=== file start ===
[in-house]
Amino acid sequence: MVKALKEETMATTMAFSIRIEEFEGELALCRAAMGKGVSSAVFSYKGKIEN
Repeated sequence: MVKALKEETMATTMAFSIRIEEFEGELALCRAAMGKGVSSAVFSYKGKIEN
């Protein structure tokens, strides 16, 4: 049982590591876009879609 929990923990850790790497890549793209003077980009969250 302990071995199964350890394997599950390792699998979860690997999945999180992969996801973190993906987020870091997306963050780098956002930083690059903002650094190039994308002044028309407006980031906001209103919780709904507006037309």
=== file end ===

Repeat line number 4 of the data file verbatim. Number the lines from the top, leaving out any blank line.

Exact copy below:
């Protein structure tokens, strides 16, 4: 049982590591876009879609 929990923990850790790497890549793209003077980009969250 302990071995199964350890394997599950390792699998979860690997999945999180992969996801973190993906987020870091997306963050780098956002930083690059903002650094190039994308002044028309407006980031906001209103919780709904507006037309």